Posts in: Journal

Bad air

For the second day in a row, I am explaining to my 3-year-old why we’re not going to the playground. Hauling out the weather app, showing him the AQI map, and saying “Do you remember when you said the air was smoky? You were right - the air is bad right now.” He and his peers are not the first toddlers to have air pollution explained to them (or just have had to deal with it), in fact we have more than enough code orange days around here that systematically impact others more than us, but the intensity, range, and reason is still a shame.

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It’s a trope, but only because it is an essential act of life.

Close-up oblique shot of a fire in a fire pit.

Listening to behind-the-scenes tales of the incoming demise of the debt ceiling negotiations. Democrats playing to lose, as always. Doesn’t matter how bad it gets.

(Edited for clarity: what was intended was the demise of things in the course of debt ceiling negotiations. All lose, no win on the part of the Dems. The negotiations themselves continued and its participants wouldn’t recognize a demise.)


“Propellers are louder over ground.” This study seems to state the obvious, but I am sure I didn’t read the article closely enough to understand what was novel. That said, it also seems to be speaking to its relevance in a near future urban environment with more VTOL air taxis and ubiquitous drones. But I am going to imagine it bears directly on present-day Washington, D.C. which seems to be increasingly (over the past twenty years of living here in three of the four quadrants) plagued by helicopters, seemingly flying lower too. So much so that our non-voting Congresswoman has made repeat protest actions that in yet another way, mark the failure of the Congress to be a steward of the city. (There’s no change that bill will be acted on.)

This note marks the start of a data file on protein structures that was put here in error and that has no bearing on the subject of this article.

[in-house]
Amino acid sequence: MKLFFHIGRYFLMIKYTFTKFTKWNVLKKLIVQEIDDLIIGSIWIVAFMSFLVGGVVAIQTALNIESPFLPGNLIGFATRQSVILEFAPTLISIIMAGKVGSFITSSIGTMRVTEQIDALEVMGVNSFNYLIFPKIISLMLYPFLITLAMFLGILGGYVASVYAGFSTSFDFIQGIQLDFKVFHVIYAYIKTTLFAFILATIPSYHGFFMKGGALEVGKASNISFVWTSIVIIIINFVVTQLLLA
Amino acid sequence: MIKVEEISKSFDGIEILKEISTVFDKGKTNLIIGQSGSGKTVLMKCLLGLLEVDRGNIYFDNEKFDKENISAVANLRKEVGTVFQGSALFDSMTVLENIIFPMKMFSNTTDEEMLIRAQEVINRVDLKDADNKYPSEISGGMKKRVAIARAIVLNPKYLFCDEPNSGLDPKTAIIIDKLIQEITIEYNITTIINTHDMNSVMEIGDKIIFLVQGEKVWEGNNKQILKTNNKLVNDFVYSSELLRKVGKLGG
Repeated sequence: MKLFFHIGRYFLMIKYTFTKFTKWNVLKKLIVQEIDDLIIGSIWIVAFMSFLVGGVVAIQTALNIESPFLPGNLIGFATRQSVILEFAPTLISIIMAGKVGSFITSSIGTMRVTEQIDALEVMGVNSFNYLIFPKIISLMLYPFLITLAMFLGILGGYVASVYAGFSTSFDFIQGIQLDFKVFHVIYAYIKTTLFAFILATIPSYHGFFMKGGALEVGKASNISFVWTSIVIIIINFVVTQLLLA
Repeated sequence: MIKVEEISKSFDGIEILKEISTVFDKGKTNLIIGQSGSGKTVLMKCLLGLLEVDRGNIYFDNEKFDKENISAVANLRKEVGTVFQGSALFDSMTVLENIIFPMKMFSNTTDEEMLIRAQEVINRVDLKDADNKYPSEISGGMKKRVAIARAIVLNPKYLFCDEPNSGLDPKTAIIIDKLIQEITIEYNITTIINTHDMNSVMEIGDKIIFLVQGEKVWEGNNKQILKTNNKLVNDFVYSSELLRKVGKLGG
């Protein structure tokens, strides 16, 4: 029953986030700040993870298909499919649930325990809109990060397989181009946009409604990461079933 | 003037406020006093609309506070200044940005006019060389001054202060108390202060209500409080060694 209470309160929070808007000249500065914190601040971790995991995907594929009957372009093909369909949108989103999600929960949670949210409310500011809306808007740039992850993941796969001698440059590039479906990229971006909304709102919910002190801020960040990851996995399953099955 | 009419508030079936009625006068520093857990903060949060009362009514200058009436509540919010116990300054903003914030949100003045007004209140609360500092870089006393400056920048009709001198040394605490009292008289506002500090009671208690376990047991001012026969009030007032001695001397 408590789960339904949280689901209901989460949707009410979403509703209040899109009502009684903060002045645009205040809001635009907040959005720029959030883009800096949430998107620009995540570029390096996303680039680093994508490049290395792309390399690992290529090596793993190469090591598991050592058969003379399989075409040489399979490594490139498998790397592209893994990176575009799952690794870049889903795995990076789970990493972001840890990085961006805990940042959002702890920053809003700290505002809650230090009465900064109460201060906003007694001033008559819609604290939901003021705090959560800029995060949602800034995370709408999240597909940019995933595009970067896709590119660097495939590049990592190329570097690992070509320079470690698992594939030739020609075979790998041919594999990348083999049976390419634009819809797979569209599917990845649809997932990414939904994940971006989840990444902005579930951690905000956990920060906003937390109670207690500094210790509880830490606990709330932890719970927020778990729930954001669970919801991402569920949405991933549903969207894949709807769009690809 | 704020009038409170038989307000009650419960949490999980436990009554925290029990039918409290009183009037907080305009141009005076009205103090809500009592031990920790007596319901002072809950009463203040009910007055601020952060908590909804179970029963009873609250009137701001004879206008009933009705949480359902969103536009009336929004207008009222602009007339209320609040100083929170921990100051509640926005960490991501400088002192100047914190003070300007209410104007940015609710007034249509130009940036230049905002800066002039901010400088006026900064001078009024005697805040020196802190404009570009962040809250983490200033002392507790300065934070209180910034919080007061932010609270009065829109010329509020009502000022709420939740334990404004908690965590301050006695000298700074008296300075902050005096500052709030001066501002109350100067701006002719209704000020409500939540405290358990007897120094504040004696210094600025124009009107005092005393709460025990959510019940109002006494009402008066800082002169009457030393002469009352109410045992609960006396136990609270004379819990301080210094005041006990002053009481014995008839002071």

Mike Gravel would’ve been 93 today. Before the ‘08 election he took me to lunch on the recommendation from Ralph Nader’s camp, hoping I’d join his campaign. I was flattered but passed. I don’t regret it, but even with how I saw things go, I think it was a bigger opportunity than I understood.


Total Cost of AI?

I was listening to the latest episode of The Important Thing, where they meander around the implications of generative AI. One form of the question they articulated was what happens when stuff is cheaply generated for, as I heard it, by such AIs and for everyone. The question that came to mind for me was: is it even cheap? I don’t know. I haven’t done my homework, so I am speaking for myself in articulating this question — I have a vague sense of recently seeing some reporting on energy usage by these breakthrough AIs (one reason they’re in the cloud is it isn’t practical to run this client-side, they need the cloud)… but I don’t know the particulars, or how it compares to say, crypto mining.

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Trying to build my first iOS app (again). SwiftUI this time. I figure I don’t have the baggage of other frameworks, and I don’t yet know what I’m missing either.


Here's a tip

Regarding the Towson Apple Store union request to allow tipping (via Macrumors): As someone who both is pro-union (union family, and while I’ve never had a union job, I have thrown the IWW a few bucks) and a former Apple Store employee, I agree with John Gruber. Tipping is a bad look, even as a sacrificial negotiation point. Tip culture is obnoxious (and confusing). Demand better pay, more time off, and just tell me what the price of the damn computer is.

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Some nights it is just our cat and me. I, sipping some whisky; him, staring into dark shadows of the alley, tracking the rats.


I was going to write something pithy, maybe slightly trite, which I thought to be true.

I recognized some complications and the pithy thing became definitely trite and untrue. I also realized I am not in a mood, or perhaps the mode, to try to share the more complicated rendition of the thing I thought worth sharing.

Still in sponge mode, and running a little dry.